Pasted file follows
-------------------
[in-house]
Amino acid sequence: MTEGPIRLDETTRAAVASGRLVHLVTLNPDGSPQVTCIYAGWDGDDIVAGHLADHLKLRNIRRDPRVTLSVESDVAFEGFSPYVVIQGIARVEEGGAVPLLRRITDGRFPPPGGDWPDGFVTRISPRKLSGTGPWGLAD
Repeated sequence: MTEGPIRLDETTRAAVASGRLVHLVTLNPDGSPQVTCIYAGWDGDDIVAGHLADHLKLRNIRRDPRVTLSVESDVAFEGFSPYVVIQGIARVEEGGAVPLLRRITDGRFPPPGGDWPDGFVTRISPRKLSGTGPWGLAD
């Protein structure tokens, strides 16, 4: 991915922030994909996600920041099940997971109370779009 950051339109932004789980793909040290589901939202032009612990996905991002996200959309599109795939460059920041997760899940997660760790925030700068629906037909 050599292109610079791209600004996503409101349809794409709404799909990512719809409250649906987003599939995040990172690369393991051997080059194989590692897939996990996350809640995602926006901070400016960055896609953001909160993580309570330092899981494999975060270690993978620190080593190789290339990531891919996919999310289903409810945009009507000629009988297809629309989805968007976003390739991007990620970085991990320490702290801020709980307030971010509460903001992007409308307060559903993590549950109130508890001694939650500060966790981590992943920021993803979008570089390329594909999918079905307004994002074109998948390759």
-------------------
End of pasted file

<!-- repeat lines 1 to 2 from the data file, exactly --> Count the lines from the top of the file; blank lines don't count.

[in-house]
Amino acid sequence: MTEGPIRLDETTRAAVASGRLVHLVTLNPDGSPQVTCIYAGWDGDDIVAGHLADHLKLRNIRRDPRVTLSVESDVAFEGFSPYVVIQGIARVEEGGAVPLLRRITDGRFPPPGGDWPDGFVTRISPRKLSGTGPWGLAD